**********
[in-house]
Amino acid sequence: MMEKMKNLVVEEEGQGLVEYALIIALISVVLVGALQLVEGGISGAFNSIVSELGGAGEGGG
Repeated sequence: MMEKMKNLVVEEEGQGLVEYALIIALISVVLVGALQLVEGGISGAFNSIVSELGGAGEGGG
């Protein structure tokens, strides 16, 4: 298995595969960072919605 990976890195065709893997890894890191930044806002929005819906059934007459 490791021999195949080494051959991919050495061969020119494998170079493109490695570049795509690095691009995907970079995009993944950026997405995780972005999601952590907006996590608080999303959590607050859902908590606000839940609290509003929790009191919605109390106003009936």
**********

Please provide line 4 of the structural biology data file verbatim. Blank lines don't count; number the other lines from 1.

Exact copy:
């Protein structure tokens, strides 16, 4: 298995595969960072919605 990976890195065709893997890894890191930044806002929005819906059934007459 490791021999195949080494051959991919050495061969020119494998170079493109490695570049795509690095691009995907970079995009993944950026997405995780972005999601952590907006996590608080999303959590607050859902908590606000839940609290509003929790009191919605109390106003009936």